June 15, 2005 we had lost another ewe lamb to the cougar and I had never stopped looking for the kill site. The DOW wants you to find it within 90 days, but with the summer growth of willows, plum thickets, and choke cherries that wasn't possible. I knew if I waited until the leaves had fallen I would have a better chance of seeing into the dense growth along the river bottom.
Riverside kill site
There in the plum thicket
Coat & remains
Weather permitting, I had searched the farm in sections. Last week I had a few hours to work the bottom south east section. Christmas day Keith and I searched the south bottom section. That's where the cougar had taken the lamb.
Their kills are so precise: neck crushed, coat removed, wool stripped off, with some bone bits left over.
4. what proof do you have that a cougar damaged your property?
This was an exact repeat of an earlier cougar kill on 8/31/2003 which also took place mid-afternoon.
The difference in this latest kill is that 2 Maremma guardian dogs were with the ewe flock. At this time we have 4 dogs: the 2 Maremmas that stay with the ewe flock and the 2 Pyrenees that act as perimeter boundary guardians. What we have found is that cougars have no scent, unlike coyotes and bears which are very distinct. The cougar movement is also very hard for the dogs to see or notice. The dogs are very quick to notice/smell/hear coyotes and bears and drive them away. When the air and ground are dried out (as is the case here) there will be no tracks and no scent for the dogs to take note of. (unless the cougar has been making scent piles)
Our particular problem is with a cougar who is no longer afraid of dogs, people, vehicles ... anything. It has become his practice to take domestic dogs, cats, and now our sheep. Our ground is very rocky and brushy and so the cougar follows downwind and simply takes a lamb in broad daylight, even though the dogs are with the flock.
The lamb was taken on a Wednesday afternoon about 5:00 pm ... we searched until 10:00 pm that night and all of the next day. I took Roo out with me the next morning (she was still calling her lamb) and followed her for nearly 2 hours all over the property, while she went her way calling and calling. We were satisfied that the lamb wasn't hung up in a bush or something ... it would have answered Roo. In all of this time I have not stopped looking for the wool piles (removed by the cougar) and the coat the ewe was wearing, but have not been able to find them. I am convinced the cougar took the ewe lamb.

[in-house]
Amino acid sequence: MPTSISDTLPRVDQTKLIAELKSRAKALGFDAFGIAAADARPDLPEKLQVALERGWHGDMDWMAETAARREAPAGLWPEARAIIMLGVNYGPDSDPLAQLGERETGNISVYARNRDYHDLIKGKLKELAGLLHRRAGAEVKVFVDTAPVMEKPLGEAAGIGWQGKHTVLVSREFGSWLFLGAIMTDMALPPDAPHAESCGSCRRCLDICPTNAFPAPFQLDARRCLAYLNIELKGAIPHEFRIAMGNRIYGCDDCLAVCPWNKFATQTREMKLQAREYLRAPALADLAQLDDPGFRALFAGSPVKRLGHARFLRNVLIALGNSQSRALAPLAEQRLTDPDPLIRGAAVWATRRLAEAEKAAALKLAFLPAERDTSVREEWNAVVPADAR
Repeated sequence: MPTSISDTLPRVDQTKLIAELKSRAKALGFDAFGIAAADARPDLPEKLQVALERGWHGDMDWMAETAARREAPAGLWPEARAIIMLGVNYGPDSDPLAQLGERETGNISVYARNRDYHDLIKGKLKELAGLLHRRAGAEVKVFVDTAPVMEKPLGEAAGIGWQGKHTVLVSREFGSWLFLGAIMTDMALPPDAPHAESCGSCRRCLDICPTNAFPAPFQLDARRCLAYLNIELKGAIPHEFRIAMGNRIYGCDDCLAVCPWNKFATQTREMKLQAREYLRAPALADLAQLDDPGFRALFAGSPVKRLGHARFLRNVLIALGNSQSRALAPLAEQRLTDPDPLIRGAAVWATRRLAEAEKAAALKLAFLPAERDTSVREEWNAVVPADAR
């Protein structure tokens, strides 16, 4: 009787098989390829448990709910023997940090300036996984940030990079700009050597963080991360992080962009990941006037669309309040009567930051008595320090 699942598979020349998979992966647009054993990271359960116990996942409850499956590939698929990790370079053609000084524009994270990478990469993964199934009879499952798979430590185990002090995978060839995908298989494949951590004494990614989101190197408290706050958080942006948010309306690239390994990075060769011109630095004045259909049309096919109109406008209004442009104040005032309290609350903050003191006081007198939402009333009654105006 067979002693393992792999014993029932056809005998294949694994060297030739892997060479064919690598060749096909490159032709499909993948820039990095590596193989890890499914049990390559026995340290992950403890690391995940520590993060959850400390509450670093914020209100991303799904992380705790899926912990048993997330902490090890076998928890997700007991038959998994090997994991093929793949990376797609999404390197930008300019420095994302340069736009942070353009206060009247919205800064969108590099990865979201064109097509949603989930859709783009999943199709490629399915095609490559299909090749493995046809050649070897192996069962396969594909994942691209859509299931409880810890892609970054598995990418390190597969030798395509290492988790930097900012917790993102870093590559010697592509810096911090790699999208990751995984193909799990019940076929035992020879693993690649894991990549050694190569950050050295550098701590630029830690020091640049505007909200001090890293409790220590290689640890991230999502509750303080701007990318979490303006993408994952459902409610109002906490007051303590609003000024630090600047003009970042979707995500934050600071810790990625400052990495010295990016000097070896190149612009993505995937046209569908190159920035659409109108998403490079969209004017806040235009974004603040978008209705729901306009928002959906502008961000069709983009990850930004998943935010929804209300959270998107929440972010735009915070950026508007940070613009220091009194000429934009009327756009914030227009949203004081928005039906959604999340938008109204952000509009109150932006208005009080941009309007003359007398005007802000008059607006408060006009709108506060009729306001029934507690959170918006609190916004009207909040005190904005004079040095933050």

5. what measures did you take to protect your property?
Last fall I became acquainted with 3 different hunters with cougar tags for our unit. I encouraged them to come to our farm as often as possible. They did come from time to time until the season ended on March 31, 2005. As it was the winter before, it was again very dry with little snow and no opportunities for tracking in fresh snows. No kills were made. As I said above, we have added 2 more LGDs to our flock, making a total of 4 working dogs. I have also taken and completed the hunter safety class and have a license for "fur bearers". While I am not confident enough at this time to have a cougar tag, I hope over time to do so.
12. Any additional facts to substantiate claim:
About a week or so before this loss, my neighbor reported that a cougar had killed his stock dog.
Ironically, the weekend after the cougar season ended, on April 2, 2005, a cougar killed (a deer) in the south woods less than 200 yards just below the house on Saturday afternoon. The dogs chased the cougar away, then spent Saturday night guarding the carcass. I pulled the dogs away and chained them in the barn. Meanwhile we were having a blizzard which obscured tracks but kept the kill nice and fresh.
I called my neighbor (Dave Such) that makes dog food for his dog from fresh kills (usually road kills). He came and removed the deer kill so that the cougar would not continue to come back so close to the house and barn.
I remain convinced that we have a cougar who has made this area his territory and has no reason to move elsewhere when food (sheep, dogs, cats, and occasionally deer) are so easily obtained here. It is easy for the cougar to make a living here quite close to people, but a considerably difficult thing to hunt him here ... being so close to people.
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